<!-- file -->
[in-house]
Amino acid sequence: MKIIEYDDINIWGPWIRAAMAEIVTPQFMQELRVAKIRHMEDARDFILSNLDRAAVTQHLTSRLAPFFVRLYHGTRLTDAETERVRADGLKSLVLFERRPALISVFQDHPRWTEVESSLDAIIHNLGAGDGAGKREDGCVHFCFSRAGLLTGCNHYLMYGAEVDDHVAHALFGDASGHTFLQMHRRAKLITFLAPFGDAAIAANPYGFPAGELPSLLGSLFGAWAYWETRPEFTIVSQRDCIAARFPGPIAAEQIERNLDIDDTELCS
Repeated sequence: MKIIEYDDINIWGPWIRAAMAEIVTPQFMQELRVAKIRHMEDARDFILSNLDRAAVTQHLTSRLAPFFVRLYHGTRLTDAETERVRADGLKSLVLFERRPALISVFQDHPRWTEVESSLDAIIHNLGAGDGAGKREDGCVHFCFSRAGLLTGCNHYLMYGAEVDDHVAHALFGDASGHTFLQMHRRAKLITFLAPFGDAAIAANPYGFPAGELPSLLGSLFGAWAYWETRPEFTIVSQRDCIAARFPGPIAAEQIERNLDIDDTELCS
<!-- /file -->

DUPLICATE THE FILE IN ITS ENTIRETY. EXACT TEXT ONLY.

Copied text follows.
[in-house]
Amino acid sequence: MKIIEYDDINIWGPWIRAAMAEIVTPQFMQELRVAKIRHMEDARDFILSNLDRAAVTQHLTSRLAPFFVRLYHGTRLTDAETERVRADGLKSLVLFERRPALISVFQDHPRWTEVESSLDAIIHNLGAGDGAGKREDGCVHFCFSRAGLLTGCNHYLMYGAEVDDHVAHALFGDASGHTFLQMHRRAKLITFLAPFGDAAIAANPYGFPAGELPSLLGSLFGAWAYWETRPEFTIVSQRDCIAARFPGPIAAEQIERNLDIDDTELCS
Repeated sequence: MKIIEYDDINIWGPWIRAAMAEIVTPQFMQELRVAKIRHMEDARDFILSNLDRAAVTQHLTSRLAPFFVRLYHGTRLTDAETERVRADGLKSLVLFERRPALISVFQDHPRWTEVESSLDAIIHNLGAGDGAGKREDGCVHFCFSRAGLLTGCNHYLMYGAEVDDHVAHALFGDASGHTFLQMHRRAKLITFLAPFGDAAIAANPYGFPAGELPSLLGSLFGAWAYWETRPEFTIVSQRDCIAARFPGPIAAEQIERNLDIDDTELCS